VFF alumnae, Lorraine Porter, was last screened in 2005 with the comedy feature film, Saving Sophie. This year, Lorraine returns with the dramatic short WAYWARD ANGEL, which centers around a young girl who is ripped from her path.

The "Girls on Film" shorts program screens on Sunday, November 14, 12:30pm, at CAP Theatre in Sherman Oaks. Tickets are $10 and can be purchased here. 

Saturday, October 30, 2010

VFF10 Shorts Program ~ Comedy

The 10th Annual Valley Film Festival is pleased to present a diverse program of comedic short films. From a group of children who finally get revenge on a mean, old lady to a wannabe French rapper who stumbles onto something big, from imaginary friends to confessions from best friends, these films are short in length but big on laughs. 

Alex Berger directs three long-time friends who confess their hidden lives around a BBQ.

Wannabe rapper, Henri, meets record producer Bobby Rock, and is finally on the road to success. Or is he? In the style of Guy Ritchie, French director Sebastien Rossi keeps us entertained with a metal band, small time thugs, and a killer soundtrack in BIG H STORY. Featuring Francis Lalanne as Bobby Rock.  
A DAY IN THE LIFE OF A PINT is a three-minute journey on, well, a day in the life of a pint of beer. Directed by Robbie Walsh of Ireland.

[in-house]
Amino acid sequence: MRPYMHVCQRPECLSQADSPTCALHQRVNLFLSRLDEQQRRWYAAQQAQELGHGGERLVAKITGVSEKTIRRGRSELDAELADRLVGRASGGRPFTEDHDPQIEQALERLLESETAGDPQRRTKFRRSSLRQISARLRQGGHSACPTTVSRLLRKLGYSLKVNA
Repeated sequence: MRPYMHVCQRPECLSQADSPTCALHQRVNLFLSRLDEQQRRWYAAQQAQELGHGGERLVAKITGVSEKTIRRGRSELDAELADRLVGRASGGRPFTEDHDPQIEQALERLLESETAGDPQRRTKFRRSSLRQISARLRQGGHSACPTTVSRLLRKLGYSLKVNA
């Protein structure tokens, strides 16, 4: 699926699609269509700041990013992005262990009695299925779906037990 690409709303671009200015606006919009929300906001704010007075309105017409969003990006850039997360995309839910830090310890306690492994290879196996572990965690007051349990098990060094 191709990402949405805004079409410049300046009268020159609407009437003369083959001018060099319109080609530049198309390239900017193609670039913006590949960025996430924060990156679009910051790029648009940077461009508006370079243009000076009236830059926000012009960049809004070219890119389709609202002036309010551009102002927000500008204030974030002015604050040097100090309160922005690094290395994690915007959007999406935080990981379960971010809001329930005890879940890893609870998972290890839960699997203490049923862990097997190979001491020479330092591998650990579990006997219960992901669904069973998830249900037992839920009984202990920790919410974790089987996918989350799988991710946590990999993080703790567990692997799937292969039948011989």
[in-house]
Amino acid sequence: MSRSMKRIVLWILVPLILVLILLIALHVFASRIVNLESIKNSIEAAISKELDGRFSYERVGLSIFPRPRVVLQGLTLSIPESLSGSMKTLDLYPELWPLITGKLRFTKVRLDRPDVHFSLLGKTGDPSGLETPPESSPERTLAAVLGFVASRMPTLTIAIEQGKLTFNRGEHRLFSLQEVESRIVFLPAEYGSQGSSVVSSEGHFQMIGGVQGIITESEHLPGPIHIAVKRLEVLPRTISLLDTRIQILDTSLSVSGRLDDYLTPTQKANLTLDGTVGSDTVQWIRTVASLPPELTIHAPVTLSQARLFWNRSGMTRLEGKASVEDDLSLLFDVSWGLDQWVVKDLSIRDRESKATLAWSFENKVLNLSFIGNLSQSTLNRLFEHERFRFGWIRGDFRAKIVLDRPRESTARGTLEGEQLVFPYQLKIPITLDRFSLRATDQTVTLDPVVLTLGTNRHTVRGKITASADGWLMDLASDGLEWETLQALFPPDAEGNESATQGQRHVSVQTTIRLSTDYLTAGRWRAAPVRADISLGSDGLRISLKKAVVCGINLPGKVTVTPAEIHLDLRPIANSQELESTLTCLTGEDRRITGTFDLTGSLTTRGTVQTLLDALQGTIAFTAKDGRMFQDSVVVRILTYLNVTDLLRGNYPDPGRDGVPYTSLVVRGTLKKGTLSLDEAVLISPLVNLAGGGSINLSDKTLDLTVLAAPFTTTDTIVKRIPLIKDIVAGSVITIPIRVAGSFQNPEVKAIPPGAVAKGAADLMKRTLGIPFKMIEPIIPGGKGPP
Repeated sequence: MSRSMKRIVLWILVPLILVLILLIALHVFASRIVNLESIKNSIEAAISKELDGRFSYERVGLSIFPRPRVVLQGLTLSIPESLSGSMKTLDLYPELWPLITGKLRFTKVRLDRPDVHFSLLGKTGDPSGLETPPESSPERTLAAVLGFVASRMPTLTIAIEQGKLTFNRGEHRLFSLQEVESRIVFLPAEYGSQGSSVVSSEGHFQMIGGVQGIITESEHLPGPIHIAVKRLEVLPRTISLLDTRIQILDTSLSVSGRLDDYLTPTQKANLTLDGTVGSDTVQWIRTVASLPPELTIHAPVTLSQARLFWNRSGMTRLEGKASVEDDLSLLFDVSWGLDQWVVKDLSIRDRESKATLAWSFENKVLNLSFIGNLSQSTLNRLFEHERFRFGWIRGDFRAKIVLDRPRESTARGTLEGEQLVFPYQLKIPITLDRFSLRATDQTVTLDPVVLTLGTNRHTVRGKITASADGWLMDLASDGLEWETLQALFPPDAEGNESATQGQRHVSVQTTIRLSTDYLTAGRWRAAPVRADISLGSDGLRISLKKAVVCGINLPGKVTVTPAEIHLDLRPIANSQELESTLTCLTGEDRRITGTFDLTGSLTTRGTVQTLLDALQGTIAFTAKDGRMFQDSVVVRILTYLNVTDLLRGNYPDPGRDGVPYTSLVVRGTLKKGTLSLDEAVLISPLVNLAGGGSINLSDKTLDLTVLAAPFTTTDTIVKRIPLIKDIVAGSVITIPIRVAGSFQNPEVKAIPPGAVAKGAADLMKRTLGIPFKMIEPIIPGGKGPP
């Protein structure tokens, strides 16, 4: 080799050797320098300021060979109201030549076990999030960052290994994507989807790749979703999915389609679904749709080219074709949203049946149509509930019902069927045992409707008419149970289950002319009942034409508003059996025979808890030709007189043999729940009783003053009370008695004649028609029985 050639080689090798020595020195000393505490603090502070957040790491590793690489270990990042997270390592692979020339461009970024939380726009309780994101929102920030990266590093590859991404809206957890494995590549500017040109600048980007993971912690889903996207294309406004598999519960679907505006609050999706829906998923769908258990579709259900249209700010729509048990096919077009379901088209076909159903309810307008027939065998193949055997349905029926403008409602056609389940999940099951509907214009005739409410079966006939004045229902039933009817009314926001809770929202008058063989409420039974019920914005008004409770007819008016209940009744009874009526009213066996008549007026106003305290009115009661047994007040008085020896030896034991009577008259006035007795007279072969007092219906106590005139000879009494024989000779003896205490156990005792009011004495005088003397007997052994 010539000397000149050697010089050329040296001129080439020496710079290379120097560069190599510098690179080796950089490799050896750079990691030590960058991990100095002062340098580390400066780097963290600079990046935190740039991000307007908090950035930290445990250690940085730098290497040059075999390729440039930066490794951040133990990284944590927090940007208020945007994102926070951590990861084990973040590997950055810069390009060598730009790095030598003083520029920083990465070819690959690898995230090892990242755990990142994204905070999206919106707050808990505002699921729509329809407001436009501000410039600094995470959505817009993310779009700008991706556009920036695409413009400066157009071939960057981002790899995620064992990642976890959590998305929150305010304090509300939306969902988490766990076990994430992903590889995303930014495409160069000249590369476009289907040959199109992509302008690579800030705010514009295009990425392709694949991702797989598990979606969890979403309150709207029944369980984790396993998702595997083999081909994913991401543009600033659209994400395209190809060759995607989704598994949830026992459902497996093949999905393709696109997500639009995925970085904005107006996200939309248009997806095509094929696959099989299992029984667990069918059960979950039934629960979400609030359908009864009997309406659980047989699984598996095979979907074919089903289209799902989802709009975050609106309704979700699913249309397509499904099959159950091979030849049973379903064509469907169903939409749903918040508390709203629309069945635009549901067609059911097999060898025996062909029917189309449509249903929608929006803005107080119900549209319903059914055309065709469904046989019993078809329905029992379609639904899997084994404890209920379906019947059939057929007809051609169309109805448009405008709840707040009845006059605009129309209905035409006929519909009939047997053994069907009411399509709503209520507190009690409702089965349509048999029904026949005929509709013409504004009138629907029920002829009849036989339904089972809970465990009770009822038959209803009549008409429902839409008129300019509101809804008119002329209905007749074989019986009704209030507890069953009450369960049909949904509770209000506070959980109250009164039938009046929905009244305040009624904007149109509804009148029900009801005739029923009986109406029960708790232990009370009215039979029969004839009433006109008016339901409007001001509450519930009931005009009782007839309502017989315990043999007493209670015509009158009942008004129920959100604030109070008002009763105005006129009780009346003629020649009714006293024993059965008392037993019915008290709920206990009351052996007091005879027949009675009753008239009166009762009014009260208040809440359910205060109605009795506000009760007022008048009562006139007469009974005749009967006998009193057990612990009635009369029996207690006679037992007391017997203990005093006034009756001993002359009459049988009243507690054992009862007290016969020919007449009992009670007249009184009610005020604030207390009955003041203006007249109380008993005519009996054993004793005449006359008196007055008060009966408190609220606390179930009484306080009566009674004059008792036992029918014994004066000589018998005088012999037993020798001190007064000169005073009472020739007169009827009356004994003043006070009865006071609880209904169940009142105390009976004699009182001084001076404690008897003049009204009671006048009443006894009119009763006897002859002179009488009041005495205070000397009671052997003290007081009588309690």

An underworld poker games gets an unexpected visitor (and player) when JESUS COMES TO TOWN. Kamal Iskendar directs an all-star cast: Claudia Christian, Buddy Daniels, Steve Eastin, and Alex Veadov.

Filmmaker Norman Lesperance wanted to know what if everything from Quentin Tarantino's movies was inspired by his own life? KILLING TARANTINO is Reservoir Dogs meets Pulp Fiction.

In the dark comedy, LYING NEXT TO LARRY, quadriplegic Larry tries to adjust the attitude of his hospital mate by detailing the daily events taking place outside. Justin Franklin directs.

When Captain Kilotan feels he's losing his job as an imaginary friend to twenty-something Fernando, he takes it upon himself to establish a guide to win him back in MANUAL PRACTICO DEL AMIGO IMAGINARIO (A Practical Guide for Imaginary Friends). Directed by Ciro Altabás from Spain.

VFF alumnus Ron Roggé ('07, The Haunting of Seaside & '09, Bricks & Ashes) directs The Closet Singer (Tom Kiesche) in MONSTER'S LAMENT and proves that not only can Frankenstein sing, but he has a heart and a sense of humor too. See more of Tom at